Good job tobacco lobbyists.
But, this is a "free market" in the sense that people are free to manipulate it however they are able, and those with the power to do so, do. Piece by piece, influencing factors are aligned to increase profits through extractive measures, offering increasingly less in return. It is a shrinkflation of value, where we are paying more, getting less, and wondering what is wrong with the economy.
But, the economy is not a thing really, it is just a representation of our behaviors, where we can see where we put value, where we don't, and where there is a misalignment between our needs and wants, as well as our own belief systems about what is important to us. We want health, but create wealth for those who don't offer us health in their business models. If we rewarded wellbeing generation, instead of convenience generation, we would all be better off, but also maybe, a little more manual in our daily behavior.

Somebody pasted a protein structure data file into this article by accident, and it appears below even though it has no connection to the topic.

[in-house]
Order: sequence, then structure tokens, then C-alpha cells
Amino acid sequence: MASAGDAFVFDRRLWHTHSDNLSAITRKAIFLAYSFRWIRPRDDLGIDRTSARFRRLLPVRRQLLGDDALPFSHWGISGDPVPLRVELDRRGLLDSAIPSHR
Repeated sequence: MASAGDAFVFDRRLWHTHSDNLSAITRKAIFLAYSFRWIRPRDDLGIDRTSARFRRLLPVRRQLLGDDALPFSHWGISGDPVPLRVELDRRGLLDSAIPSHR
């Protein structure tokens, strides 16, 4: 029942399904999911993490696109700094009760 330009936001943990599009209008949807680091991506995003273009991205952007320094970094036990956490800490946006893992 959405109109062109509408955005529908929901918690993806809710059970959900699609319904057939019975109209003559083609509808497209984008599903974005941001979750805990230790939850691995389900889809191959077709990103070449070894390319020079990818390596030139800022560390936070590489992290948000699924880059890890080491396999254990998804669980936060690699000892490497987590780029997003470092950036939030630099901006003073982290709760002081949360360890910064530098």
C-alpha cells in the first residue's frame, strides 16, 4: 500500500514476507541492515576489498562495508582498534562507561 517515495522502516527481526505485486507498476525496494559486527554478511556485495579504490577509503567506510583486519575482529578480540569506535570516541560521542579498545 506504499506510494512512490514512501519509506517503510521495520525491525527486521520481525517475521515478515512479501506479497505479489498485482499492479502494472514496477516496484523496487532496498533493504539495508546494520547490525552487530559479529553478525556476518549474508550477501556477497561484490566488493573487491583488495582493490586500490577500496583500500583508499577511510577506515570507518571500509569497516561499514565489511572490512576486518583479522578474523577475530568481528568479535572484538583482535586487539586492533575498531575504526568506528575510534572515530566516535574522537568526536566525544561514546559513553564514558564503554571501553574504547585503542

For me, this is an interesting discussion to consider, because while at a micro level we might understand it, we have to also extrapolate it out to the macro level too, because that affects us as individuals. We can't rely on governments or corporations to make legislative changes to improve our wellbeing, because they are only interested in one side of the trade - the monetary side - which sees money as an indicator of wealth. But, they are only looking at the amount of money, not where it is spent and what value it actually brings to us as a society.
It is a free market system.
We are free to build, or destroy ourselves.
Profit isn't the problem - how we capture it likely is.
[ Gen1: Hive ]